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Milk Supplementation and Energy Balance.

This study has been completed.
Sponsor:
Collaborators:
Dairy Farmers of Canada
National Dairy Council
Information provided by (Responsible Party):
Angelo Tremblay, Laval University
ClinicalTrials.gov Identifier:
NCT00729170
First received: August 5, 2008
Last updated: June 29, 2012
Last verified: June 2012
  Purpose

The aim of the project is to determine if milk supplementation during a caloric restriction program facilitates the lost of weight, improves the appetite control and attenuates the decrease of bone mineral content in low-calcium consumer women.


Condition Intervention
Obesity
Osteoporosis
Dietary Supplement: Supplementation of milk (35% more calcium)

Study Type: Interventional
Study Design: Allocation: Randomized
Endpoint Classification: Efficacy Study
Intervention Model: Parallel Assignment
Masking: Single Blind (Subject)
Primary Purpose: Treatment
Official Title: Impact of Milk Supplementation on Body Composition, Bone Density and Satiety in Women Following a Weight Loss Program.

Resource links provided by NLM:


Further study details as provided by Laval University:

Primary Outcome Measures:
  • Body composition (body weight, fat mass, anthropometric measurements) [ Time Frame: Baseline, month 1, and month 6 ] [ Designated as safety issue: Yes ]

Secondary Outcome Measures:
  • Bone density (DXA) [ Time Frame: Baseline and month 6 ] [ Designated as safety issue: Yes ]
  • Appetite sensations [ Time Frame: Baseline, month 1, and month 6 ] [ Designated as safety issue: Yes ]

Enrollment: 41
Study Start Date: October 2006
Study Completion Date: February 2009
Primary Completion Date: September 2008 (Final data collection date for primary outcome measure)
Intervention Details:
    Dietary Supplement: Supplementation of milk (35% more calcium)
    The supplement provides 1000 mg of calcium and 250 kcal daily.
Detailed Description:

Calcium deficiency is related to a higher risk of obesity. Some studies showed a lost of weight by elevating the calcium consumption to reach the recommended level. Milk supplementation could be a good alternative to reach this objective, but its impact on weight loss and on appetite sensations has not been verified. Furthermore, losing weight leads to some negative consequences like a decrease of bone mineral content. Considering the benefits of milk on bone health, a higher intake of this food product during weight loss could represent a healthy strategy.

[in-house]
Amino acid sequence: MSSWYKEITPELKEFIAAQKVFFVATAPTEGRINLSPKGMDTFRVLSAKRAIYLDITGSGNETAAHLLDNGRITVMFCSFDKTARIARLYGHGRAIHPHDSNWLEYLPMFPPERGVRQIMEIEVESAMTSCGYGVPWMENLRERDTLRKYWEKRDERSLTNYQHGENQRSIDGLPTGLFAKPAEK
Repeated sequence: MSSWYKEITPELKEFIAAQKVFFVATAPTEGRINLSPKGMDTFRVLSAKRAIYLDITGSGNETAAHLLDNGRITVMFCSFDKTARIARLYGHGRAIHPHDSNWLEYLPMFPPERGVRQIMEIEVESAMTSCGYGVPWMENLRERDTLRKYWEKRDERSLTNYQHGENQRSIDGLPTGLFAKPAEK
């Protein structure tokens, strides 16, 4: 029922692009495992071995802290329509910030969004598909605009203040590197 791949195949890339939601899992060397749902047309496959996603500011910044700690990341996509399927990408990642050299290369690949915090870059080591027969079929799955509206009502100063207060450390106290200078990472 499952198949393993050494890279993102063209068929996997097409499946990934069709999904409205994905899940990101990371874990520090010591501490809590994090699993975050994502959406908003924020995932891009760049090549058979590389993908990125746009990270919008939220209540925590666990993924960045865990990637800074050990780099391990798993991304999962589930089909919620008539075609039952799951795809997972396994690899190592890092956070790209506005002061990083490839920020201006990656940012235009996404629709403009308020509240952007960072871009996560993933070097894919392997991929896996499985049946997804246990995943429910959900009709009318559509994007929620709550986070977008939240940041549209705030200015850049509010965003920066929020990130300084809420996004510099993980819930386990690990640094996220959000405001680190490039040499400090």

Eligibility

Ages Eligible for Study:   25 Years to 50 Years
Genders Eligible for Study:   Female
Accepts Healthy Volunteers:   Yes
Criteria

Inclusion Criteria:

  • Low-calcium consumer (less than 800 mg daily)
  • BMI between 27 to 42 kg/m2
  • Sedentary
  • Healthy

Exclusion Criteria:

  • In menopause
  • Medications that alter the project's objectives
  • Smoker
  • Dietary supplement consumer
  • High alcohol or caffeine consumer
  Contacts and Locations
Choosing to participate in a study is an important personal decision. Talk with your doctor and family members or friends about deciding to join a study. To learn more about this study, you or your doctor may contact the study research staff using the Contacts provided below. For general information, see Learn About Clinical Studies.

Please refer to this study by its ClinicalTrials.gov identifier: NCT00729170

Locations
Canada, Quebec
Centre de recherche de l'Hôpital Laval
Québec, Quebec, Canada, G1V 4G5
Sponsors and Collaborators
Laval University
Dairy Farmers of Canada
National Dairy Council
Investigators
Principal Investigator: Angelo Tremblay, Ph.D. Laval University
Principal Investigator: Denis R Joanisse, Ph.D. Laval University
  More Information

No publications provided by Laval University

Additional publications automatically indexed to this study by ClinicalTrials.gov Identifier (NCT Number):
Responsible Party: Angelo Tremblay, Professor, Laval University
ClinicalTrials.gov Identifier: NCT00729170     History of Changes
Other Study ID Numbers: 1_Tremblay
Study First Received: August 5, 2008
Last Updated: June 29, 2012
Health Authority: Canada: Ethics Review Committee

Keywords provided by Laval University:
Milk
Calcium
Weight loss
Bone density
Appetite

Additional relevant MeSH terms:
Osteoporosis
Bone Diseases
Bone Diseases, Metabolic
Musculoskeletal Diseases

ClinicalTrials.gov processed this record on November 25, 2014